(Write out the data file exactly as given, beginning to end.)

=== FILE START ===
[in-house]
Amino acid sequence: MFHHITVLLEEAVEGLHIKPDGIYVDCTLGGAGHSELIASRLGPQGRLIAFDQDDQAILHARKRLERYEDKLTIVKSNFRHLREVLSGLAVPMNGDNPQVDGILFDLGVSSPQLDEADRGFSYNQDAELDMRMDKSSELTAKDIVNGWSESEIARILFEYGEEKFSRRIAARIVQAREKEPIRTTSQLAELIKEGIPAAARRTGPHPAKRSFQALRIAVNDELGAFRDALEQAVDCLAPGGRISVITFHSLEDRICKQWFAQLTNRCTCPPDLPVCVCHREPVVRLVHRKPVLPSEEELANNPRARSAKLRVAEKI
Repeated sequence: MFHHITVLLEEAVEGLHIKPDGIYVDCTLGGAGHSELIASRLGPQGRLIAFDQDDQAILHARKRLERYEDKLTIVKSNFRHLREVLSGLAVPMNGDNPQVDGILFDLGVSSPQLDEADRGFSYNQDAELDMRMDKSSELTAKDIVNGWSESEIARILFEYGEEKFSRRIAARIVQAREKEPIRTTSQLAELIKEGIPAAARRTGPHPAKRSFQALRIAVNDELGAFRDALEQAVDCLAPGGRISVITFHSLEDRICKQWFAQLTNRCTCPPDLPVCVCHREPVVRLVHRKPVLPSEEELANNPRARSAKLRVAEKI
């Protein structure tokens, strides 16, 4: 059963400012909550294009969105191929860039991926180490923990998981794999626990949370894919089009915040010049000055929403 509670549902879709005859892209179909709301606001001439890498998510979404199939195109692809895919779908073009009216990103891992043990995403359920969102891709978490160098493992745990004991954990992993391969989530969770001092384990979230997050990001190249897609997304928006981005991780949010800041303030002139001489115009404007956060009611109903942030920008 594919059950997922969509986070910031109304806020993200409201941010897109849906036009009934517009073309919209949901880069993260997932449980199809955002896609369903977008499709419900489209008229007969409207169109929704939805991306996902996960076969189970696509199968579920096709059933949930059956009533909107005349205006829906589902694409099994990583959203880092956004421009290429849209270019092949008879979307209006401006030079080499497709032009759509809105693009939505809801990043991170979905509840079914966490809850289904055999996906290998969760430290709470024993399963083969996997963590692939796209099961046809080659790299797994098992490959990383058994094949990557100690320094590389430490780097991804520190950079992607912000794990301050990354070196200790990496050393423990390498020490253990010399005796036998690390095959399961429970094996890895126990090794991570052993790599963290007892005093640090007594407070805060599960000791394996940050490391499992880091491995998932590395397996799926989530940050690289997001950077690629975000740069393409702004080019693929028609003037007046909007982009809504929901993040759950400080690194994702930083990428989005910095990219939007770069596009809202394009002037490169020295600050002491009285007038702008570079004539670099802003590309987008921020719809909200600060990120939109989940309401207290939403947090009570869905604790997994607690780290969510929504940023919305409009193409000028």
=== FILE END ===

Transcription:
[in-house]
Amino acid sequence: MFHHITVLLEEAVEGLHIKPDGIYVDCTLGGAGHSELIASRLGPQGRLIAFDQDDQAILHARKRLERYEDKLTIVKSNFRHLREVLSGLAVPMNGDNPQVDGILFDLGVSSPQLDEADRGFSYNQDAELDMRMDKSSELTAKDIVNGWSESEIARILFEYGEEKFSRRIAARIVQAREKEPIRTTSQLAELIKEGIPAAARRTGPHPAKRSFQALRIAVNDELGAFRDALEQAVDCLAPGGRISVITFHSLEDRICKQWFAQLTNRCTCPPDLPVCVCHREPVVRLVHRKPVLPSEEELANNPRARSAKLRVAEKI
Repeated sequence: MFHHITVLLEEAVEGLHIKPDGIYVDCTLGGAGHSELIASRLGPQGRLIAFDQDDQAILHARKRLERYEDKLTIVKSNFRHLREVLSGLAVPMNGDNPQVDGILFDLGVSSPQLDEADRGFSYNQDAELDMRMDKSSELTAKDIVNGWSESEIARILFEYGEEKFSRRIAARIVQAREKEPIRTTSQLAELIKEGIPAAARRTGPHPAKRSFQALRIAVNDELGAFRDALEQAVDCLAPGGRISVITFHSLEDRICKQWFAQLTNRCTCPPDLPVCVCHREPVVRLVHRKPVLPSEEELANNPRARSAKLRVAEKI
């Protein structure tokens, strides 16, 4: 059963400012909550294009969105191929860039991926180490923990998981794999626990949370894919089009915040010049000055929403 509670549902879709005859892209179909709301606001001439890498998510979404199939195109692809895919779908073009009216990103891992043990995403359920969102891709978490160098493992745990004991954990992993391969989530969770001092384990979230997050990001190249897609997304928006981005991780949010800041303030002139001489115009404007956060009611109903942030920008 594919059950997922969509986070910031109304806020993200409201941010897109849906036009009934517009073309919209949901880069993260997932449980199809955002896609369903977008499709419900489209008229007969409207169109929704939805991306996902996960076969189970696509199968579920096709059933949930059956009533909107005349205006829906589902694409099994990583959203880092956004421009290429849209270019092949008879979307209006401006030079080499497709032009759509809105693009939505809801990043991170979905509840079914966490809850289904055999996906290998969760430290709470024993399963083969996997963590692939796209099961046809080659790299797994098992490959990383058994094949990557100690320094590389430490780097991804520190950079992607912000794990301050990354070196200790990496050393423990390498020490253990010399005796036998690390095959399961429970094996890895126990090794991570052993790599963290007892005093640090007594407070805060599960000791394996940050490391499992880091491995998932590395397996799926989530940050690289997001950077690629975000740069393409702004080019693929028609003037007046909007982009809504929901993040759950400080690194994702930083990428989005910095990219939007770069596009809202394009002037490169020295600050002491009285007038702008570079004539670099802003590309987008921020719809909200600060990120939109989940309401207290939403947090009570869905604790997994607690780290969510929504940023919305409009193409000028």